Student journalism has a long, rich history of on-the-ground reporting of university-related issues. McGill’s first newspaper, The McGill Gazette, began in 1874, and today’s vibrant publications maintain this legacy. In light of recent violence in Israel and Palestine, rising tensions on campuses have illuminated the division and bias that mainstream media coverage perpetuates. Now more than ever, student journalism is needed to produce fair and honest coverage of events occurring globally and on campus.
University campuses are unique in that they provide an environment for young people to gather and share ideas. Students come to university to open their minds and learn from other cultures—especially at McGill, which is composed of over 30 per cent international students. As such, times of crisis prompt mainstream media to hone in on university campuses to engage with youth perspectives and analyze the complexity and vitality of student activism.
Historically, campuses function as the beating heart of activism around the world. Time and time again, students show up as drivers of change, especially in Quebec. The 1969 Sir George Williams Affair, the 2002 Concordia riots against Benjamin Netanyahu, , and the 2012 Quebec student strike protests are just a few examples. Despite this, student activism––and by extension student journalism––receives scorn by virtue of the fact that it is exclusively student-led. For many, this idea is associated with incompetence, thoughtlessness, and triviality. This false perception of student activism purposefully stifles some of the world’s most outspoken progressive voices and must be resisted.
With campuses becoming a key site of protest in recent weeks, mainstream media has employed an array of sensationalist, harmful, and extractive tactics. Media reporting and administrative responses alike must be mindful to avoid a disproportionate focus on violence, which perpetuates harm against victims and overshadows students’ positive efforts to bring people together and facilitate productive, peaceful discussion. Depicting Palestinian students as violent contributes to dangerous Islamophobic rhetoric and reinforces a pro-carceral, pro-punishment agenda, justifying increased police presence on university campuses and ramping up opportunities for antisemitism. Many parties are guilty of sensationalizing confrontations and events on campuses, refusing to recognize the interconnectedness of antisemitism, Islamophobia and white supremacy. The Link’s coverage of the heated encounter on Nov. 8 between pro-Palestine and pro-Israel students at Concordia University illuminated this problematic phenomenon: The Montreal Gazette cherry-picked students and relied on non-eye witnesses as primary sources, ultimately falsely attributing this confrontation to a narrative that pro-Palestine movements inherently endorse antisemitism.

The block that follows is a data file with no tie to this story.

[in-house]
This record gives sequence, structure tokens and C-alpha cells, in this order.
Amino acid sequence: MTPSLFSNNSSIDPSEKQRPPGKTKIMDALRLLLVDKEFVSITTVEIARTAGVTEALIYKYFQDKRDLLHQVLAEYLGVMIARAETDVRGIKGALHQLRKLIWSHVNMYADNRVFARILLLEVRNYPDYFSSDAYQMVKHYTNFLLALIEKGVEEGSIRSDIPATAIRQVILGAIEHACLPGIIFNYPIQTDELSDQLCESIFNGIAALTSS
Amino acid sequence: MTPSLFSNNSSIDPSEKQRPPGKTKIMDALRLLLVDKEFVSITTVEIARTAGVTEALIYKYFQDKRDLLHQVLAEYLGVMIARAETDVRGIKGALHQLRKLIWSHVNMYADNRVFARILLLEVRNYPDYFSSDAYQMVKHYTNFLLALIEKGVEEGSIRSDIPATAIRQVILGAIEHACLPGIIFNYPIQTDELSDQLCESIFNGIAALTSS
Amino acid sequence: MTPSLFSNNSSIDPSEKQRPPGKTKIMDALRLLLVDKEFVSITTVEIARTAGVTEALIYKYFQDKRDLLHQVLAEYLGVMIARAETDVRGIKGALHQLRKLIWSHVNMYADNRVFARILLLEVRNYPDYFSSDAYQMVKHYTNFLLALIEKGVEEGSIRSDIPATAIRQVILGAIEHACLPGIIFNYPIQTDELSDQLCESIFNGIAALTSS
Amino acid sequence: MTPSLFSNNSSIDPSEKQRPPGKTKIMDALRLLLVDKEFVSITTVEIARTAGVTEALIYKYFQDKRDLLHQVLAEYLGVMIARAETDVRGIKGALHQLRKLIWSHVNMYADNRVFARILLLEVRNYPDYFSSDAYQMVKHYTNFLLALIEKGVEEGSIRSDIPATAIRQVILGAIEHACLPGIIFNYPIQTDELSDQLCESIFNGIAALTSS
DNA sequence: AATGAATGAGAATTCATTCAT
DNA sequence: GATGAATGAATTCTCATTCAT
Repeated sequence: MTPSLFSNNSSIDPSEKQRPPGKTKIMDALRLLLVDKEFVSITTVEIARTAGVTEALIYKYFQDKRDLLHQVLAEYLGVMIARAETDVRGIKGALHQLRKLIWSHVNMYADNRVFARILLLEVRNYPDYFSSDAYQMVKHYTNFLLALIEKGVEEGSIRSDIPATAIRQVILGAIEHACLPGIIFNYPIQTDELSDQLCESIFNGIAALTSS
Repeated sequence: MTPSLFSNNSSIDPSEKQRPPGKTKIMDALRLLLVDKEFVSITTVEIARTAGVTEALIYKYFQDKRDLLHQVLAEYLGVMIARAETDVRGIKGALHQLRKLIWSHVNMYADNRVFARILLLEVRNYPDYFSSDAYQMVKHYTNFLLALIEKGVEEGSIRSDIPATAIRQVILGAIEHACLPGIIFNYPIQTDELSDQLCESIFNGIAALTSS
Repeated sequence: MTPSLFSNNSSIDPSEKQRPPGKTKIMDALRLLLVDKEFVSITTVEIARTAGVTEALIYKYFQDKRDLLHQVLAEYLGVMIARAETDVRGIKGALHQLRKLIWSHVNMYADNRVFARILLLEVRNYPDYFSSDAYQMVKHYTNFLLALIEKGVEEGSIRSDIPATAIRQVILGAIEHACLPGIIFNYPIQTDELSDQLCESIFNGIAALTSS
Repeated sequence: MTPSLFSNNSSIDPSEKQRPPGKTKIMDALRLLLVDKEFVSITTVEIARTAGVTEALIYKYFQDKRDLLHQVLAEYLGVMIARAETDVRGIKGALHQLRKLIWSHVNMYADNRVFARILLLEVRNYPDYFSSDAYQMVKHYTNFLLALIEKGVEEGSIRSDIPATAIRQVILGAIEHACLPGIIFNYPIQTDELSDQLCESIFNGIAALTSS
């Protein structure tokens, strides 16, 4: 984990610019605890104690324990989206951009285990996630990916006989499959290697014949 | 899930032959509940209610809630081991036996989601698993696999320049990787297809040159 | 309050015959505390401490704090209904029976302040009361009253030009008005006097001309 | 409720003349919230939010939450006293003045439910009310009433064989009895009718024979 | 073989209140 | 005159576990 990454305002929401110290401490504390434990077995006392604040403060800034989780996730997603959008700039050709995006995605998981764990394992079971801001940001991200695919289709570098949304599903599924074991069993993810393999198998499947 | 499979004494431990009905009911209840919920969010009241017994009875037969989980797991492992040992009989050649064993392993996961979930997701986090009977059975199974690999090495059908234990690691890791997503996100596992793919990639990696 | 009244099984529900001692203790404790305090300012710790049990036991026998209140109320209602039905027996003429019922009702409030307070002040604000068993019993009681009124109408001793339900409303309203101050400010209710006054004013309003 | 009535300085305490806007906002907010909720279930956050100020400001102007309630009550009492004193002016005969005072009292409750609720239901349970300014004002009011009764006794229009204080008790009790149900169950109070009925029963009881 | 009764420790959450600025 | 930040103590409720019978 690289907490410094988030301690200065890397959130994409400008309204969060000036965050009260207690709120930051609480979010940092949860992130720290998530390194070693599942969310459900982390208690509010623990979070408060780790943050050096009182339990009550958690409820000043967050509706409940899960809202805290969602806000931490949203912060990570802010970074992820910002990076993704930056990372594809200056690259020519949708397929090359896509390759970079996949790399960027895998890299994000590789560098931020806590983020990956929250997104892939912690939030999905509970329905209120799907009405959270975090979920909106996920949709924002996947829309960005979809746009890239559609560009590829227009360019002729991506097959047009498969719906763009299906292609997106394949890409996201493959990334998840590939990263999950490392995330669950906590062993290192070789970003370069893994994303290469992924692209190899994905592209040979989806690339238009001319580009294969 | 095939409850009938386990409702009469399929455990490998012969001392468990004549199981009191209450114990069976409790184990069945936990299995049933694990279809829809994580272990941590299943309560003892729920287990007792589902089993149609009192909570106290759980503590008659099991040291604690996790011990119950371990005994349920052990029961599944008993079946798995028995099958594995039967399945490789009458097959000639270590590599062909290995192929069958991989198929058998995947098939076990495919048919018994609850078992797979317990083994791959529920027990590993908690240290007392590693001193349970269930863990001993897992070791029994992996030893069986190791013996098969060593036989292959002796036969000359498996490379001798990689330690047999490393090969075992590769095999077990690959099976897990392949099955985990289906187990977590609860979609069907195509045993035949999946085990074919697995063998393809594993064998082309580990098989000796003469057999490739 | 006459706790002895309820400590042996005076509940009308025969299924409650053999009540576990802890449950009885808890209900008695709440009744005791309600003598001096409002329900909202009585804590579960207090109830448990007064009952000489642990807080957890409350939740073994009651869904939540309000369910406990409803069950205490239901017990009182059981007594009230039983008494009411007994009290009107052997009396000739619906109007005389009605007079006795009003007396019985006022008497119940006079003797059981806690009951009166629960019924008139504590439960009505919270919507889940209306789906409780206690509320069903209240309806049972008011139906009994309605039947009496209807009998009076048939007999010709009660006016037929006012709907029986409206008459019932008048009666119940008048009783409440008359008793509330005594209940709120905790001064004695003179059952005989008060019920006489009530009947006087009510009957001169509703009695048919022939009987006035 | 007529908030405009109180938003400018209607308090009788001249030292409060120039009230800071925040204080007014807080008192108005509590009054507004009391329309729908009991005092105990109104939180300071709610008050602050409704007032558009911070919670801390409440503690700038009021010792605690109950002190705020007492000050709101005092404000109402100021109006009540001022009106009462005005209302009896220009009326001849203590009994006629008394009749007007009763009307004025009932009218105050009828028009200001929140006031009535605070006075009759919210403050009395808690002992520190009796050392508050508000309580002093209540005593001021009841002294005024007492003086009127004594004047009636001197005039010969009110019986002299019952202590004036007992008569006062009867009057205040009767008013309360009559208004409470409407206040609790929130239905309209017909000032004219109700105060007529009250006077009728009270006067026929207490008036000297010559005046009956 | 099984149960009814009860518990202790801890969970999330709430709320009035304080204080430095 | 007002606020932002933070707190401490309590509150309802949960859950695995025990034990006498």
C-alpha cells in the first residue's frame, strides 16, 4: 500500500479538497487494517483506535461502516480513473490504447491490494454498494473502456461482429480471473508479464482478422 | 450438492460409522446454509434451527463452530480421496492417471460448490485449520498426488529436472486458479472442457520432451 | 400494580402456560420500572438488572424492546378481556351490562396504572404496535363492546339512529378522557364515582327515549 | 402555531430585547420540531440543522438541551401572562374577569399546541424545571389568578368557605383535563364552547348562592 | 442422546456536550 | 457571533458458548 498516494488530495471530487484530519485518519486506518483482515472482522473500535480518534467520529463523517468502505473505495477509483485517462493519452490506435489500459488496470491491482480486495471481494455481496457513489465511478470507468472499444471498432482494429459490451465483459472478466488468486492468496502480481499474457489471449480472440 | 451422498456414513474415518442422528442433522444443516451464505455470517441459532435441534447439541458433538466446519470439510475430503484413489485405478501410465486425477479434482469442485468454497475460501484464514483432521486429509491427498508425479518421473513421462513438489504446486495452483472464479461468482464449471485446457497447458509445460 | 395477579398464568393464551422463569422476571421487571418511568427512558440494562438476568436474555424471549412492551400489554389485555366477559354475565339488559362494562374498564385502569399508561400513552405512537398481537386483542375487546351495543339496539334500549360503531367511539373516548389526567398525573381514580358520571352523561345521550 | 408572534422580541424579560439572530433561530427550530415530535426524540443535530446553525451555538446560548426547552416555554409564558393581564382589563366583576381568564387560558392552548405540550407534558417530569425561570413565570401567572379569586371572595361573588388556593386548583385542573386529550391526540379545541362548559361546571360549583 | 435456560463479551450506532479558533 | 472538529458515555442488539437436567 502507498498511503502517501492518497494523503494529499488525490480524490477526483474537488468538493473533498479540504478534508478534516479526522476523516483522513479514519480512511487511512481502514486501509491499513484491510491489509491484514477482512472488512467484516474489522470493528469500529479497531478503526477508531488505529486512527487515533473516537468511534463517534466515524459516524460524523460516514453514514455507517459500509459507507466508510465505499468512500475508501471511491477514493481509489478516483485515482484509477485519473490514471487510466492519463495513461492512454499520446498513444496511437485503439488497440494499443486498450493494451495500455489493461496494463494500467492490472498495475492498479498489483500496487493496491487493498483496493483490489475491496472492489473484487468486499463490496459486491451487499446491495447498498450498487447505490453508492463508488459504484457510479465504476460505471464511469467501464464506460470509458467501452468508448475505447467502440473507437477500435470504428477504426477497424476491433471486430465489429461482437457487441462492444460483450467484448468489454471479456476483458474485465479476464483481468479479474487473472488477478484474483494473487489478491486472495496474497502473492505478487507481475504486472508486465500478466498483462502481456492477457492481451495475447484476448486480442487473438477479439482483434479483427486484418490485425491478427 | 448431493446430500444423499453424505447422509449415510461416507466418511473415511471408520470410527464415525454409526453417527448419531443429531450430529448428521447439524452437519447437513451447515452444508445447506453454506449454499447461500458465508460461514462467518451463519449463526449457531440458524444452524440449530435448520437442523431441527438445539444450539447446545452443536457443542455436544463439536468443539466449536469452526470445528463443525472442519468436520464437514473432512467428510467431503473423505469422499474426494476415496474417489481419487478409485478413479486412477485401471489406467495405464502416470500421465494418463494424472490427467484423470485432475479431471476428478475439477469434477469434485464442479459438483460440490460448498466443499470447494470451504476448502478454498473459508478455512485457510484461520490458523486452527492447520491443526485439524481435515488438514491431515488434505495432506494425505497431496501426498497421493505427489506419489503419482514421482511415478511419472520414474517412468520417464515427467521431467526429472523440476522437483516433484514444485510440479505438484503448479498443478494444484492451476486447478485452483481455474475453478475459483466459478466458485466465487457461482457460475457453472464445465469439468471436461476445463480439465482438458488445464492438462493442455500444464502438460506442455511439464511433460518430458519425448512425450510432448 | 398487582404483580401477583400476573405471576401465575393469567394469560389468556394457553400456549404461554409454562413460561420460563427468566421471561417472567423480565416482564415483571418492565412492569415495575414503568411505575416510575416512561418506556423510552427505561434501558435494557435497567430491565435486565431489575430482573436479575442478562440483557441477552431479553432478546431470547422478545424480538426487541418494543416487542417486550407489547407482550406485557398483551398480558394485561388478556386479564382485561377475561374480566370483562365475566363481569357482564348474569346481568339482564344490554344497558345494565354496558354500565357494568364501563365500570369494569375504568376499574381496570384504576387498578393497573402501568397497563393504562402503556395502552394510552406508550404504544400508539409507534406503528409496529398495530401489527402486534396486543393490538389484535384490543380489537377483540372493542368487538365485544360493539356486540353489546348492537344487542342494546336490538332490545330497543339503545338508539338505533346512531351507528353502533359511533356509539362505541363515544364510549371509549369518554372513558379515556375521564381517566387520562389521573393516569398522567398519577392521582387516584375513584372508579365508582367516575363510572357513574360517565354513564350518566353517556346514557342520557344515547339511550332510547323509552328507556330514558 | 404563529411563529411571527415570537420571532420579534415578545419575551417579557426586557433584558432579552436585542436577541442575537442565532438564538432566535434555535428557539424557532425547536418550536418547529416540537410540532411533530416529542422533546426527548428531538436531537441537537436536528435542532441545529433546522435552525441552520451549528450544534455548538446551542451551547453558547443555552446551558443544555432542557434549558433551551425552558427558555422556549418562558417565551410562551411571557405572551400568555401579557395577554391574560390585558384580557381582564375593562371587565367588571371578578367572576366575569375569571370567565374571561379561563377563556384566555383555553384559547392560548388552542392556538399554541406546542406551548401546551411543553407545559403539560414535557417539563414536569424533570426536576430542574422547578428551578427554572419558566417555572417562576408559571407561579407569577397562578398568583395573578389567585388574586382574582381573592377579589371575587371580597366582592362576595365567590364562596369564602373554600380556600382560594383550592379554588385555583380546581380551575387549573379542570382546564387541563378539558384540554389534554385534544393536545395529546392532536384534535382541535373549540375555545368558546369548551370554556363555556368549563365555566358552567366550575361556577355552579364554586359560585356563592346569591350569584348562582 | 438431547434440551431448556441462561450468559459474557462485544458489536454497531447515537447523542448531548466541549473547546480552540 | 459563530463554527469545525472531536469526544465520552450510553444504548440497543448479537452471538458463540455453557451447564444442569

In their coverage, The Montreal Gazette exemplifies a greater problem within mainstream media. The New York Times and a slew of other legacy media sources target students at protests knowing that they lack media training and are speaking in moments of heightened emotion, allowing their words and feelings to be manipulated. This exploitative approach is not only employed by the media. The weaponization of fear in order to suppress student movements is all too familiar to the McGill administration, with Principal and Vice-Chancellor Deep Saini levying Jewish students’ real fears of antisemitism against pro-Palestine movements in his Nov. 9 email as just the most recent example.
The link between media coverage and polarization amongst readers requires accessible, antioppressive journalistic practices on campus. If the coverage of an event is at all skewed, it can have drastic effects on the reader’s understanding as well as what sources they engage with in the future. When readers heed these organizations’ mistakes and do not engage in reading news coverage, it diminishes trust in independent news sources.
Student journalists are significantly more integrated into the communities they are reporting on then legacy media outlets, not just coming into communities for a day or two to conduct interviews as is typical for mainstream reporters. Unfortunately, despite the importance of reporting, student journalists are often constrained by very limited resources that create barriers to credible reporting. This speaks to the urgency of funding not only student journalism, but local journalism in all forms.
Mainstream media coverage must go back to its roots and focus on the importance of connecting with sources and representing them authentically. In moments of polarization, terror, and violence, journalism cannot fall into sensationalism, rather, it must focus on being truthful and empathetic. On campus and in the newsroom, journalists must commit to compassionate and well-informed coverage, taking their cues from whoever is doing it best, especially when it is student papers.